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June 07, 2010

Vermiculture Conference attracts 116

vermicompost conference
Participants crowd the room at the 10th annual Vermicompost Conference. (Photos by Natalie Hampton)

When N.C. State’s Rhonda Sherman started her large-scale vermiculture workshop in 2000, there were only a handful of attendees. But at this year’s 10th annual Vermiculture Conference, the room was filled to near overflowing with 116 participants from 28 U.S. states – including 49 from North Carolina -- and five other countries.

Sherman, Extension solid waste specialist in biological and agricultural engineering, hosts the conference each year, bringing together experts from around the world to share information on vermicomposting, the process of using earthworms to break down organic wastes. As the only conference of its kind, it has a loyal following of participants, ranging from backyard gardeners to entrepreneurs to municipal waste managers.

This year’s international participants came from Guatemala, India, Thailand, Israel and Canada. In addition to providing a means of reducing organic wastes, vermiculture has the added benefit of producing a vermicompost -- earthworm castings – that is valued as fertilizer. Research shows that plants raised with vermicompost produce greater yields and have stronger disease resistance.

Sherman urged conference participants to look for opportunities to profit from a vermiculture operation. Such opportunities can include sales of earthworms, vermicompost and teas – liquid fertilizer made with vermicompost. In addition, Sherman said that composters and soil blenders are adding vermicompost to their products, which will bring new market opportunities.

Some participants at the conference were already making a living in vermiculture. Linda Leigh of Tuscon, AZ, has been in the earthworm business for three years. Her business, Vermillion Wormery, uses food waste from grocery stores and restaurants, as well as horse manure for vermicomposting. In Arizona, horse manure is a fire hazard, so providing a means of disposing of the waste helps reduce the hazard, Leigh said.

Leigh, whose grandfather also raised worms, says that her business involves selling earthworms and vermicompost at local farmers’ markets. She learned about the Vermiculture Conference three years ago, but this year was the first she was able to attend.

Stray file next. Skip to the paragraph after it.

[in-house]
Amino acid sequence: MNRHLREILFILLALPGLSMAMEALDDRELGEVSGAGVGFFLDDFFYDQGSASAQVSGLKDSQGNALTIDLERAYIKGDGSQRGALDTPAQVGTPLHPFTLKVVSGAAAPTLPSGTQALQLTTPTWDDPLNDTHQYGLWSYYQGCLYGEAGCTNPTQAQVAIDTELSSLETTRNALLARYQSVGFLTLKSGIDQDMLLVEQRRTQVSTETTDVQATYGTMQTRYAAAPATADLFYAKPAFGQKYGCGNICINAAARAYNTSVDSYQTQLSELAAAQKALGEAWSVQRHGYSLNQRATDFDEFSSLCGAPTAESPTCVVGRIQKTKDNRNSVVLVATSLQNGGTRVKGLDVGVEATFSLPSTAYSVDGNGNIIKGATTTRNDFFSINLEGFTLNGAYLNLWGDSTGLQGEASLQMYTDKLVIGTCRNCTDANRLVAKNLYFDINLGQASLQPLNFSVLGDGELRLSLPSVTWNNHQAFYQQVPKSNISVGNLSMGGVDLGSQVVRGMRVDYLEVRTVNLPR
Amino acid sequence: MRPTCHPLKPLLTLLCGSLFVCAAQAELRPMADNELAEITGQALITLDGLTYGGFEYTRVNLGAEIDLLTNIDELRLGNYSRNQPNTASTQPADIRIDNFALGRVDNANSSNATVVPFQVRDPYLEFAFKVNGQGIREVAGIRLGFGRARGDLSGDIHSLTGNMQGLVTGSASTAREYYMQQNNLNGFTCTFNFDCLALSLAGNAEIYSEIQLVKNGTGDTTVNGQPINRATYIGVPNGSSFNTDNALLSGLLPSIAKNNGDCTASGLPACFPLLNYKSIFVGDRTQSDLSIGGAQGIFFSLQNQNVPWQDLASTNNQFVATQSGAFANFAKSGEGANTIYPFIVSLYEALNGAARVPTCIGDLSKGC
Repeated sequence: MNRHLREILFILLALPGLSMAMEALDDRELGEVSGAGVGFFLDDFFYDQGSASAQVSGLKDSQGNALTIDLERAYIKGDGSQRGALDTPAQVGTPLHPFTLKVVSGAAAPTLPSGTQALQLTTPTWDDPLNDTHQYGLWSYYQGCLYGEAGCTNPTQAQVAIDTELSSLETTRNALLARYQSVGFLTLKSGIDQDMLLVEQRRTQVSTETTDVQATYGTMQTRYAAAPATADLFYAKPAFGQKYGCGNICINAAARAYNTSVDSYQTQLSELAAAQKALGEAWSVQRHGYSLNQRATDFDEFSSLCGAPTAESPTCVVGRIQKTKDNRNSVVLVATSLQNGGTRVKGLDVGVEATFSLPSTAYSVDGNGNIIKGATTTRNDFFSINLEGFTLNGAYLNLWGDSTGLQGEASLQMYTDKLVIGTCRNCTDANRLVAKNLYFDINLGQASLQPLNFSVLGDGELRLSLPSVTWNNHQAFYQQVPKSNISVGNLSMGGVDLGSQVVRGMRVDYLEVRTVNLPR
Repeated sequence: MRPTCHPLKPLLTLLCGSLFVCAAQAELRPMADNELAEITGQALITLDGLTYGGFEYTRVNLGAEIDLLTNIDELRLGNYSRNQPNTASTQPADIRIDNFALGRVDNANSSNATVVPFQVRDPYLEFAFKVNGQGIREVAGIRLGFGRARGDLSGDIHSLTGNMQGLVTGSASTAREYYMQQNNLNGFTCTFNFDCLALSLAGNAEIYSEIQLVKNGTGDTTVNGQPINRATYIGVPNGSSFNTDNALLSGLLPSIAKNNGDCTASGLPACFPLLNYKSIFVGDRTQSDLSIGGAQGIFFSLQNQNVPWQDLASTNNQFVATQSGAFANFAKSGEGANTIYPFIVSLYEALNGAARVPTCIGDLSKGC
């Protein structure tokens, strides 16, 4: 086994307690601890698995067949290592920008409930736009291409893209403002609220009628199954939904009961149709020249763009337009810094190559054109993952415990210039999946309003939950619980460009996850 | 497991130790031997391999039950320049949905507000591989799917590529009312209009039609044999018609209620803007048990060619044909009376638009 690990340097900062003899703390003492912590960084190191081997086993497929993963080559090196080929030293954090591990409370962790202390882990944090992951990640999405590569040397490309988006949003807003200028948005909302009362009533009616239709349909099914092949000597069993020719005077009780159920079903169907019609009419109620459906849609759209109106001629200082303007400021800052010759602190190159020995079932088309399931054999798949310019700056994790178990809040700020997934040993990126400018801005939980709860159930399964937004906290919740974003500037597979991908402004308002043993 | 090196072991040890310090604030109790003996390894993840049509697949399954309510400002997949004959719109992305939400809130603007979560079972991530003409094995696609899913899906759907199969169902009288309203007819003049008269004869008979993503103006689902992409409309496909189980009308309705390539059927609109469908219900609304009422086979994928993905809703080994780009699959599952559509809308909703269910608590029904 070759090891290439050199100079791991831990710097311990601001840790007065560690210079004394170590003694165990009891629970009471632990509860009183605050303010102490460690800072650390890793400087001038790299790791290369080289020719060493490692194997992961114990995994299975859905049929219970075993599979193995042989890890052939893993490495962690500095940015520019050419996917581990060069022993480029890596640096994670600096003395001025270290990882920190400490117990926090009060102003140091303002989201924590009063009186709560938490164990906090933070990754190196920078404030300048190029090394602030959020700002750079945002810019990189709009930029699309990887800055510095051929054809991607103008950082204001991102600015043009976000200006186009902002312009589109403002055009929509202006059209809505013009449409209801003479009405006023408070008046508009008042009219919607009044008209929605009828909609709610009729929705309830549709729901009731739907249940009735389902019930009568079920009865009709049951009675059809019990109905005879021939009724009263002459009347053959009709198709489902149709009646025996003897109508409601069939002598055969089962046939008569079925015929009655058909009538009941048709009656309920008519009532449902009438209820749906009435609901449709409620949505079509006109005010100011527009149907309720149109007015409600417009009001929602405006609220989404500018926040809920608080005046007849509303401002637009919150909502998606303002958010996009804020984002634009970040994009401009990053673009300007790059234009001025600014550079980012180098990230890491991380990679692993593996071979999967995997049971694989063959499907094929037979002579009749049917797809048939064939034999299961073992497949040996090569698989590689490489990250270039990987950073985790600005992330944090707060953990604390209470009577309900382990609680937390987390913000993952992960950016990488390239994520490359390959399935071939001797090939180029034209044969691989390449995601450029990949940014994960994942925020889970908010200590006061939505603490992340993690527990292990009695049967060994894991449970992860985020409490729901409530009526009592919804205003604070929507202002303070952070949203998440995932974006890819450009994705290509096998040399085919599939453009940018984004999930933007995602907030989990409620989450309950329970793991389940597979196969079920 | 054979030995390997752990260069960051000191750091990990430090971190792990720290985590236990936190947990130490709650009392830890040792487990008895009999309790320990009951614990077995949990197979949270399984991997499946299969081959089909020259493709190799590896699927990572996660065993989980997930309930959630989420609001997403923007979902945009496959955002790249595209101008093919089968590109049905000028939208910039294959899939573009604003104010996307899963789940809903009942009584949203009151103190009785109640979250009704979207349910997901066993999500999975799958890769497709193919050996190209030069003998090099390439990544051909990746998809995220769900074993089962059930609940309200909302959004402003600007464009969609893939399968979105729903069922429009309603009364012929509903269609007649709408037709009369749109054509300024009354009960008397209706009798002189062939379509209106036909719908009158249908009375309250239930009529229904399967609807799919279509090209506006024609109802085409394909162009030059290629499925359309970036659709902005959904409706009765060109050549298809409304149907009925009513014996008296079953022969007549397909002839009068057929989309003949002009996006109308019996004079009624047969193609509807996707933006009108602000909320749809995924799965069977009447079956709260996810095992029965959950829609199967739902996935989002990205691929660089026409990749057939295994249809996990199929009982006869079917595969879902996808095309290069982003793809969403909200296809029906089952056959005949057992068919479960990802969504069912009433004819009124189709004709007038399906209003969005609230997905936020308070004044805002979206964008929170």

Vince Ivory of Los Angeles and Kirk Sudheimer of Wake Forest represented those considering starting an earthworm business. Ivory, a teacher laid off in California’s budget crisis, said he was “looking for something to do.” He was attracted to the conference because of the agenda. “This vermiculture is very complex in terms of looking at a business model,” Ivory said.

Rhonda Sherman
Rhonda Sherman speaks at the annual conference.

Sudheimer, who was raised on a farm in the Midwest, said he and his wife were interested in returning to some type of agriculture, possibly vermicomposting. Like many at the conference, he found Sherman’s resources on the web and was thrilled to discover she was so close by.

Maria Rodriguez of Guatemala, one of the conference speakers, is the founder of a small sustainable development group – Byoearth – that is helping extremely poor women in Guatemala to begin small-scale vermicomposting businesses of their own. These women, who live near Guatemala’s garbage dumps, receive a small bin and earthworms they can use to generate vermicompost and earthworms to sell.

Rodriguez also found Sherman online, and Sherman asked her to speak to the conference. “In Guatemala, there’s not this level of scientific knowledge about vermicomposting,” Rodriguez said. Rodriguez’s presentation was so moving that conference participants flocked to ask how they could contribute to her organization, Sherman said.

Conference speakers discussed issues such as effective large-scale biosolids vermicomposting and the effects of vermicomposts on plant growth and suppression of pests and diseases.

Mark Purser of Durham, CA, told the group about his 40-acre earthworm operation. Sherman said Purser had attended the conference for several years before she learned about his extensive operation. Now he is a regular speaker.

Purser told the group that he started the Worm Farm in 1994, as a way to transition out of chicken production. The operation now includes earthworms raised outdoors in windrows 300 feet long and 20 feet apart, earthworms raised indoors and storage for vermicompost, which is harvested once a year. Compost mixes make up about 75 percent of the Worm Farm’s business. The company also sells earthworms for $26.50 per pound, plus shipping, and the Worm Farm Learning Foundation hosts hundreds of school groups each year.

In addition to speakers, conference participants toured the Harris Worm Farm in nearby Mebane. Owner John Harris has 18 outdoor, on-ground earthworm bins that are bordered by railroad ties. He feeds his earthworms horse manure from a neighbor’s farm.

At the conference opening, Sherman announced that the first scientific book on vermicomposting, Vermiculture Technology: Earthworms, Organic Wastes, and Environmental Management will be published by CRC Press in October 2010. This 35-chapter book is edited by Dr. Clive Edwards (Ohio State University), Dr. Norman Arancon (University of Hawaii-Hilo) and Rhonda Sherman (N.C. State University). Contributing authors are from Australia, Belarus, Brazil, Canada, China, Cuba, Hong Kong, India, Mexico, Philippines, Spain, Switzerland, United Kingdom, and United States.

-N. Hampton

Posted by Natalie at June 7, 2010 10:19 AM